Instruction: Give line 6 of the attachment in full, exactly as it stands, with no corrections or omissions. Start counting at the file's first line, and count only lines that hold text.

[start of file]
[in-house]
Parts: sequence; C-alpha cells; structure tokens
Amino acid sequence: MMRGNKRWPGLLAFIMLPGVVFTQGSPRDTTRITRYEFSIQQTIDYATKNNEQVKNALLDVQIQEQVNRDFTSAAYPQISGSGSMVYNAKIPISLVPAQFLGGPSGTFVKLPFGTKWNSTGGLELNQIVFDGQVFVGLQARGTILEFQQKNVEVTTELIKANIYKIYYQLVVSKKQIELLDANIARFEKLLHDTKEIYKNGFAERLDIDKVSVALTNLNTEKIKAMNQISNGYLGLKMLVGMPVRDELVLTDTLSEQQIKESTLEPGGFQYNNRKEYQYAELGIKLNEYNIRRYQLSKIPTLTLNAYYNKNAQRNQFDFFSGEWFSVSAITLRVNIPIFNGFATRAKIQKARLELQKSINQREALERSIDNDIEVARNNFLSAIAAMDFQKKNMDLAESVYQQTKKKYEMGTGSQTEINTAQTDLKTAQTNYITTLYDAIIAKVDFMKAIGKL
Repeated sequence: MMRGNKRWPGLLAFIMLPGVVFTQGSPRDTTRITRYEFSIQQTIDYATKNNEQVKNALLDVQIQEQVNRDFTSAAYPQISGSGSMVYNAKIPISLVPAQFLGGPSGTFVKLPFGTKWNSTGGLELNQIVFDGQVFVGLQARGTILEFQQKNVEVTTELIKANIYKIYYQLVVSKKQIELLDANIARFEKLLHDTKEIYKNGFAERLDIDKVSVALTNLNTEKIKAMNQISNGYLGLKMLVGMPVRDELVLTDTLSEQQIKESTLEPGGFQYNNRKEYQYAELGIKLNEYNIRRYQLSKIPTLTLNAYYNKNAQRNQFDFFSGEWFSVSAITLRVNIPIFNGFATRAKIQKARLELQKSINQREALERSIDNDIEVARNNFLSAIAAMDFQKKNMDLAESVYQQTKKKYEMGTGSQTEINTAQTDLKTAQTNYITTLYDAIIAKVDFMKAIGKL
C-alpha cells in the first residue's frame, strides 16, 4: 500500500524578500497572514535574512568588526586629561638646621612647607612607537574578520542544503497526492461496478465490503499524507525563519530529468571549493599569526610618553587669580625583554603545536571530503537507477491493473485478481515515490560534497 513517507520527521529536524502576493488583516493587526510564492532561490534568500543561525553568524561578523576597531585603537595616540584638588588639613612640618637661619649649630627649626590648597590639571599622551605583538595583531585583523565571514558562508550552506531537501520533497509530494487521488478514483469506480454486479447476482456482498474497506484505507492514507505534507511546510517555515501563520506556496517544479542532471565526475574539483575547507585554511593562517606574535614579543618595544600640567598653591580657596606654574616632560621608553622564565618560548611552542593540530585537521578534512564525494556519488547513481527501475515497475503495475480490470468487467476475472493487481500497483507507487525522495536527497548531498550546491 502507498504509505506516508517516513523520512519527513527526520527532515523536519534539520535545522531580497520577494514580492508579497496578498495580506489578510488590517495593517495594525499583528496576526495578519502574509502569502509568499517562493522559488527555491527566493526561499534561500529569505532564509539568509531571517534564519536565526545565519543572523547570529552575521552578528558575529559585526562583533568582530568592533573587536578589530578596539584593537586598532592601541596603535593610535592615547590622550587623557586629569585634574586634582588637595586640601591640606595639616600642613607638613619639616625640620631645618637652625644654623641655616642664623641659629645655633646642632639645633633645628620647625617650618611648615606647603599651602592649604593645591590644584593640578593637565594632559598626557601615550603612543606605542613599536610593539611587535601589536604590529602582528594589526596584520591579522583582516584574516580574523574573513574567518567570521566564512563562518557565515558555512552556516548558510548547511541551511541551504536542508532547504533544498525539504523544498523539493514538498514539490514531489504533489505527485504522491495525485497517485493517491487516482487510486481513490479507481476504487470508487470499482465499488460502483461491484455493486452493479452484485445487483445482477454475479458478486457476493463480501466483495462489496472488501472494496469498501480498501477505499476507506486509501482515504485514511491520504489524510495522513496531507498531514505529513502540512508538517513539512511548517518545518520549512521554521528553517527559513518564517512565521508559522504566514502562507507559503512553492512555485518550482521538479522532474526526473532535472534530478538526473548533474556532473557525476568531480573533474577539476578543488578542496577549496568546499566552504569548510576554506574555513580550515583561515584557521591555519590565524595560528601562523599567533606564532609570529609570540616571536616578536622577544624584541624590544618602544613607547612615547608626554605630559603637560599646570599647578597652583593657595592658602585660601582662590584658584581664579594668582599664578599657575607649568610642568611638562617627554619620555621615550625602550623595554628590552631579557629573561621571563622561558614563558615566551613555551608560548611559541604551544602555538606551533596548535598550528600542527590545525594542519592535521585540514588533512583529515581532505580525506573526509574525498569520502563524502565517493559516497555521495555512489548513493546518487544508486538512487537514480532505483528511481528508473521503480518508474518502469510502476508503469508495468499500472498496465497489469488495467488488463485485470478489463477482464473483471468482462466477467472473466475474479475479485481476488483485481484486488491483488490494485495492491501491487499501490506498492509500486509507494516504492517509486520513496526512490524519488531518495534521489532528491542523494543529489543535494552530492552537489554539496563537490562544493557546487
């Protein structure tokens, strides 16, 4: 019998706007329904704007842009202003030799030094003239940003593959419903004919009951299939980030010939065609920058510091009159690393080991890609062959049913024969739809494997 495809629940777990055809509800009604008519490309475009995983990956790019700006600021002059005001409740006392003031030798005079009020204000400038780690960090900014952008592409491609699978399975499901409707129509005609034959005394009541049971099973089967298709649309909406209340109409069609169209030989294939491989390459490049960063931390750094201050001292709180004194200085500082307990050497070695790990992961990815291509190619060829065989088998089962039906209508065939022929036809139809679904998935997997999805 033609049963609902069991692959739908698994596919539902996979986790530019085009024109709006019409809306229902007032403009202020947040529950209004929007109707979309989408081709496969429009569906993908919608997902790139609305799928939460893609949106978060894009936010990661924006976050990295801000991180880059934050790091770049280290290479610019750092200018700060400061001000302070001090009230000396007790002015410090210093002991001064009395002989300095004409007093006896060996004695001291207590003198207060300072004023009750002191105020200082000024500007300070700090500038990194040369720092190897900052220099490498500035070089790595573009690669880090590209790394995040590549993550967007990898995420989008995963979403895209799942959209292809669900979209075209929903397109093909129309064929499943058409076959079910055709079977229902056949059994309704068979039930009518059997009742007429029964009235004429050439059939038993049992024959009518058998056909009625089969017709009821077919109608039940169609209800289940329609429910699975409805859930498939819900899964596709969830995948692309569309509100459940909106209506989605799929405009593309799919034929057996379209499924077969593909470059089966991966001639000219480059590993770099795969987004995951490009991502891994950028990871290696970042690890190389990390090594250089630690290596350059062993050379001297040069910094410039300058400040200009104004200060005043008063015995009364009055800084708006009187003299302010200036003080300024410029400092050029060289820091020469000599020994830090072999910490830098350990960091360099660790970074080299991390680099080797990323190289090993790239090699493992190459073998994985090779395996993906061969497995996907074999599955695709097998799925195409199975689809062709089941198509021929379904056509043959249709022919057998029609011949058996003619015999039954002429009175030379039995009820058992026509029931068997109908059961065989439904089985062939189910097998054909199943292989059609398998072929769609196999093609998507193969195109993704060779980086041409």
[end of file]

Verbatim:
């Protein structure tokens, strides 16, 4: 019998706007329904704007842009202003030799030094003239940003593959419903004919009951299939980030010939065609920058510091009159690393080991890609062959049913024969739809494997 495809629940777990055809509800009604008519490309475009995983990956790019700006600021002059005001409740006392003031030798005079009020204000400038780690960090900014952008592409491609699978399975499901409707129509005609034959005394009541049971099973089967298709649309909406209340109409069609169209030989294939491989390459490049960063931390750094201050001292709180004194200085500082307990050497070695790990992961990815291509190619060829065989088998089962039906209508065939022929036809139809679904998935997997999805 033609049963609902069991692959739908698994596919539902996979986790530019085009024109709006019409809306229902007032403009202020947040529950209004929007109707979309989408081709496969429009569906993908919608997902790139609305799928939460893609949106978060894009936010990661924006976050990295801000991180880059934050790091770049280290290479610019750092200018700060400061001000302070001090009230000396007790002015410090210093002991001064009395002989300095004409007093006896060996004695001291207590003198207060300072004023009750002191105020200082000024500007300070700090500038990194040369720092190897900052220099490498500035070089790595573009690669880090590209790394995040590549993550967007990898995420989008995963979403895209799942959209292809669900979209075209929903397109093909129309064929499943058409076959079910055709079977229902056949059994309704068979039930009518059997009742007429029964009235004429050439059939038993049992024959009518058998056909009625089969017709009821077919109608039940169609209800289940329609429910699975409805859930498939819900899964596709969830995948692309569309509100459940909106209506989605799929405009593309799919034929057996379209499924077969593909470059089966991966001639000219480059590993770099795969987004995951490009991502891994950028990871290696970042690890190389990390090594250089630690290596350059062993050379001297040069910094410039300058400040200009104004200060005043008063015995009364009055800084708006009187003299302010200036003080300024410029400092050029060289820091020469000599020994830090072999910490830098350990960091360099660790970074080299991390680099080797990323190289090993790239090699493992190459073998994985090779395996993906061969497995996907074999599955695709097998799925195409199975689809062709089941198509021929379904056509043959249709022919057998029609011949058996003619015999039954002429009175030379039995009820058992026509029931068997109908059961065989439904089985062939189910097998054909199943292989059609398998072929769609196999093609998507193969195109993704060779980086041409």